Just a few days ago the office flooded again. The last time this happened they told me there was no mold. The facilities team passes the responsibility to building management, who passes it back to the facilities. No one, from my boss to the vice president of our department, will take these matters seriously. Now is the rainy season. There will soon be more leaks and flooding in my office and I am expected to continue working – no fresh air, high humidity and possible visits from rodents. I’m at my wit’s end. Should I continue to raise this issue?


I’ve had more than one teaching job where the English department was located in a decrepit, vermin-infested building that was supposedly scheduled for a renovation that never happened. Sometimes universities allow their facilities to fall into such disrepair because there is never enough money for infrastructure. Sometimes they just don’t care.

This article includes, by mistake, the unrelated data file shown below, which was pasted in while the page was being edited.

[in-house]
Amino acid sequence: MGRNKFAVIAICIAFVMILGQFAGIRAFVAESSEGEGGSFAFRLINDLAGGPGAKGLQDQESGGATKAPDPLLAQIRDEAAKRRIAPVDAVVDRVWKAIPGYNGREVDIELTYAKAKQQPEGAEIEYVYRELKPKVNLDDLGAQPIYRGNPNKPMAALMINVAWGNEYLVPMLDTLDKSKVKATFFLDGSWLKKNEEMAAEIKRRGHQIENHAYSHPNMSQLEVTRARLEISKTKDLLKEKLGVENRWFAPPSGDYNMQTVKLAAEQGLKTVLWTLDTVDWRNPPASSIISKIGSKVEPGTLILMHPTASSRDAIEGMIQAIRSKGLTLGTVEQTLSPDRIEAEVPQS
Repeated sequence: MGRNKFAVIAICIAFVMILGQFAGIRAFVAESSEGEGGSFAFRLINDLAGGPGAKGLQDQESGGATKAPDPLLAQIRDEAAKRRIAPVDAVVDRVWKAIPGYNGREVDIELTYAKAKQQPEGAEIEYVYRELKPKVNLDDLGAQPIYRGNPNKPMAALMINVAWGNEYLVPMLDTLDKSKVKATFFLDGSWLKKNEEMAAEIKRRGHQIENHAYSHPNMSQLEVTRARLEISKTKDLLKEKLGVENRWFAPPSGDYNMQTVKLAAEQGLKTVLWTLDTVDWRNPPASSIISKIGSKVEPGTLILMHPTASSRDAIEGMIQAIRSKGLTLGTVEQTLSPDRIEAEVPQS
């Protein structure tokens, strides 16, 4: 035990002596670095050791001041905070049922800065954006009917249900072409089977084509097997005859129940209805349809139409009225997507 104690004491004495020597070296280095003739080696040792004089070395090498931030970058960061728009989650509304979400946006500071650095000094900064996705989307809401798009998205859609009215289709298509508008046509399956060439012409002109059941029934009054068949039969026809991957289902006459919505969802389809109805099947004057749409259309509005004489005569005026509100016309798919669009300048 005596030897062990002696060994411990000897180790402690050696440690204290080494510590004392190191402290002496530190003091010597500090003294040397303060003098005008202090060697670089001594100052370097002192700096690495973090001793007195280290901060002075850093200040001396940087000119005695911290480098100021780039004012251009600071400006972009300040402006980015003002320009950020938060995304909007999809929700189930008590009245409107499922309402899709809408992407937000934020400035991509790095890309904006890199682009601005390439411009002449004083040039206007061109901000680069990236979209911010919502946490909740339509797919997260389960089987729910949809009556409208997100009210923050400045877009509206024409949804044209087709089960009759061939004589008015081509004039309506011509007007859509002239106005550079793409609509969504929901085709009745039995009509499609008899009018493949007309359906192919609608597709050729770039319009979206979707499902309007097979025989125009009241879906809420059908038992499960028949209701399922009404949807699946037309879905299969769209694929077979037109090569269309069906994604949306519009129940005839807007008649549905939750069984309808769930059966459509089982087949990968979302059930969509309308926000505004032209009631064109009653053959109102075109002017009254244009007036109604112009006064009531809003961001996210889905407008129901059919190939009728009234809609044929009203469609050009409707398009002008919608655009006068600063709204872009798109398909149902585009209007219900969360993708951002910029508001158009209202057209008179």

Still, it’s unpleasant at best to work in moldy, vermin-infested spaces, and it’s not okay. You may have to take your complaints beyond the university. The Occupational Safety and Health Administration, for example, has guidelines on pest control that specify that “a continuous and effective extermination program shall be instituted when its presence is detected.” The agency also has standards for mold, air quality and really everything that comprises a safe and healthy work environment. If the university wants to kick the can down the road internally in perpetuity, it’s time to pay the can to a higher authority. I’d also like to point out that college newspapers tend to do a very good job with stories about dilapidated facilities and indifferent administrations. I hope there is some relief on the horizon.